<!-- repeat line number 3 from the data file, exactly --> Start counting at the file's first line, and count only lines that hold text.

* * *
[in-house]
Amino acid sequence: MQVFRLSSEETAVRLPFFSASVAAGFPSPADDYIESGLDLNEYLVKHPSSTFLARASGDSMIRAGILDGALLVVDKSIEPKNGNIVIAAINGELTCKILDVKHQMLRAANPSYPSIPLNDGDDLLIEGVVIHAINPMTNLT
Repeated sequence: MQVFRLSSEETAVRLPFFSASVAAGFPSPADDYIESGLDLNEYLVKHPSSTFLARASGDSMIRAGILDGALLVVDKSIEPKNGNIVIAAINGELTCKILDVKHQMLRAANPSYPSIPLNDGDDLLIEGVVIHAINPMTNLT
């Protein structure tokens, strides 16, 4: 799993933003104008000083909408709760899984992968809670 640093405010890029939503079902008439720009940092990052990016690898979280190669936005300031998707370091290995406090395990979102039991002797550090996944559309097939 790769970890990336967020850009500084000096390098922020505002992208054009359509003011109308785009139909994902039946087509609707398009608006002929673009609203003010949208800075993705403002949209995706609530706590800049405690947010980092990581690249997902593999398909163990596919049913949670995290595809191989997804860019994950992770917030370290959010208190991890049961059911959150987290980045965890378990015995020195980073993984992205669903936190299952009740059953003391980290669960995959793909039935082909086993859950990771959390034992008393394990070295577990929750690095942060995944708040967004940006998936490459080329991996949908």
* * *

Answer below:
Repeated sequence: MQVFRLSSEETAVRLPFFSASVAAGFPSPADDYIESGLDLNEYLVKHPSSTFLARASGDSMIRAGILDGALLVVDKSIEPKNGNIVIAAINGELTCKILDVKHQMLRAANPSYPSIPLNDGDDLLIEGVVIHAINPMTNLT